Hygge Hosting: 9 Tips for Throwing a Cozy "Crappy Dinner Party"

Hygge Hosting: 9 Tips for Throwing a Cozy "Crappy Dinner Party"

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Katie Holdefehr
Dec 12, 2016
(Image credit: Yuriy Manchik / Moment )

Recently, I've been obsessed with the concept of the crappy dinner party. In a nutshell, it's a low-effort, low-pressure entertaining style that lets you see your friends more often. Brilliant, right? But as hygge-inspired Scandinavian style takes over this winter, I can't help dreaming about adding just a few warm and fuzzy touches to this laid-back get-together. Welcome to the cozy-crappy dinner party.

Above: Even the most casual of gatherings deserves a toast. Image captured by Yuriy Manchik for Moment.

(Image credit: Desire to Inspire)

Throw sheepskins or blankets over chairs and benches, as shown above in the shot from Desire to Inspire, above. It's the oldest cozy decorating trick in the book, because it's the simplest way to instantly make your space feel warmer. No sheepskins? No problem - just grab blankets and throw pillows from around the house.

→ Not familiar with the crappy dinner party concept? Read about the 5 fuss-free rules before hosting your own.

Don't try to make it perfect. Imperfection and signs of wear and tear give a space a cozy, lived-in vibe, nailing that "not trying too hard" look Scandinavians are known for. Besides, when you go over to a friend's house, is it because you want to spend some quality time, or because you're hoping to inspect the state of their home? That's what I thought.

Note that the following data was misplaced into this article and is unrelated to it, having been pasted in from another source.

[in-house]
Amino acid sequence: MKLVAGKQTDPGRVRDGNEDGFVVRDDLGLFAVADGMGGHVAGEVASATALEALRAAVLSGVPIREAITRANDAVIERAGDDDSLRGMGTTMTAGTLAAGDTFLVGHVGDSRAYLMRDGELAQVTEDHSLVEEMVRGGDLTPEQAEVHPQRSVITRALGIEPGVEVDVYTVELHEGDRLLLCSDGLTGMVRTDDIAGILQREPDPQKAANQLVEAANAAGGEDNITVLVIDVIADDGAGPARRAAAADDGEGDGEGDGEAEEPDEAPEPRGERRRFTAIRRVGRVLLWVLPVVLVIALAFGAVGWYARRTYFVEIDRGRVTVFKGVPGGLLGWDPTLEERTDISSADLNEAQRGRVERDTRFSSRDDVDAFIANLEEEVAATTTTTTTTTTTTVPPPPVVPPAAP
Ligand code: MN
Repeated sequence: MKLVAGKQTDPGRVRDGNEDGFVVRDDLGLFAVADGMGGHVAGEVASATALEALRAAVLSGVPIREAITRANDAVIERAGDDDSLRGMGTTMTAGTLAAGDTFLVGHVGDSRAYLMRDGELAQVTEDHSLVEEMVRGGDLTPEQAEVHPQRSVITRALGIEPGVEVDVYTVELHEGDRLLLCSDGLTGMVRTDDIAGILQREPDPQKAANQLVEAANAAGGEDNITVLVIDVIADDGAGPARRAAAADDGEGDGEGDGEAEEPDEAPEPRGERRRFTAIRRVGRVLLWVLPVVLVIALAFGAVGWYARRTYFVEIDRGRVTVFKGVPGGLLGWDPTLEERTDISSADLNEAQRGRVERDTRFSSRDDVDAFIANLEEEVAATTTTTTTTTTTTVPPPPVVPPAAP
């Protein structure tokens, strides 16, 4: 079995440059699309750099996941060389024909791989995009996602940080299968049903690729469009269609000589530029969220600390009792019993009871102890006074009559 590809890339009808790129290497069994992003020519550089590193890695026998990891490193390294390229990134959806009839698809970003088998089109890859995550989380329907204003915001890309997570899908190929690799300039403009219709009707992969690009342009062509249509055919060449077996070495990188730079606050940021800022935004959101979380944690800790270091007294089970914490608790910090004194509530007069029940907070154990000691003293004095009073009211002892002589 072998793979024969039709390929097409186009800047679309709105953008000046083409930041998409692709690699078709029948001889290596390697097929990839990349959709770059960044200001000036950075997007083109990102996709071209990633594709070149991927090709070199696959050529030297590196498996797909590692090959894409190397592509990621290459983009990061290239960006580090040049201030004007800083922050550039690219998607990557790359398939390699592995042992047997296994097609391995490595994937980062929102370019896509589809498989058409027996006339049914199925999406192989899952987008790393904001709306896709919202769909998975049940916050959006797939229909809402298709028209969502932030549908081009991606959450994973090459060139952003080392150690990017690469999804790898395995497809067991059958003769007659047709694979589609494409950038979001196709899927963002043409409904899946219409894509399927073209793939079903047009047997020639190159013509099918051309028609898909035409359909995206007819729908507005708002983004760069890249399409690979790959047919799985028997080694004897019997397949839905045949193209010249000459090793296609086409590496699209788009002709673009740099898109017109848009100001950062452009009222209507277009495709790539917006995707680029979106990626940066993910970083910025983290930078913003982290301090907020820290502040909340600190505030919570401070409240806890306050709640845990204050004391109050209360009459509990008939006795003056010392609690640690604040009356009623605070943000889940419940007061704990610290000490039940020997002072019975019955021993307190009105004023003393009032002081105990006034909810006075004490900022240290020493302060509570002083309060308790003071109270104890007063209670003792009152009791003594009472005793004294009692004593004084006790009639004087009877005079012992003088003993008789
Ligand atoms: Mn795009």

(Image credit: Design Sponge)

Warm up the lighting by hanging string lights overhead, placing floor lamps near the table, and lighting some candles. To make a strand of lights even cozier, Design Sponge wrapped the cord with brown twine.

(Image credit: Kinfolk via Scout)

Let textiles set the scene, turning even the floor into a cozy spot for a small gathering of friends. Set the stage with a wool blanket, as Kinfolk did above spotted on Scout, then add snacks and a backgammon set.

(Image credit: The Fresh Exchange)

Assemble a centerpiece out of things you already own: Arrange succulents, small plants, and jars and drinking glasses filled with tea lights down the center of the table, as The Fresh Exchange demonstrates above.

Keep place settings simple. A fork, a knife, a napkin and a plate for each guest are all you need. If you can't resist a little extra flair, tie rosemary sprigs left over from the food prep around each napkin.

(Image credit: Tasting Table)

Serve everything family style, in large serving bowls or platters at the center of the table, like the shabu-shabu above from Tasting Table. Letting everyone reach across each other and share from the same dishes only adds to the communal feel of the meal. Bonus points if you have a round table so everyone can help themselves.

Don't try to do it all. If the thought of hosting a full dinner seems daunting, stick to just one course, such as appetizers or dessert. Inviting friends over for cake is much less intimidating than serving a 3-course meal. Try something decadent and delicious from Kitchn's cake recipe archive (or simply pick up a pretty store-bought one...shh).

Let it linger. If your first instinct is to start clearing plates the second everyone's done eating—slow down a second. One of the keys to the hygge hangout is to savor each others' company just as much as the food. If you don't appear to be in a rush to get everyone out the door, your guests are much more likely to linger over another drink.

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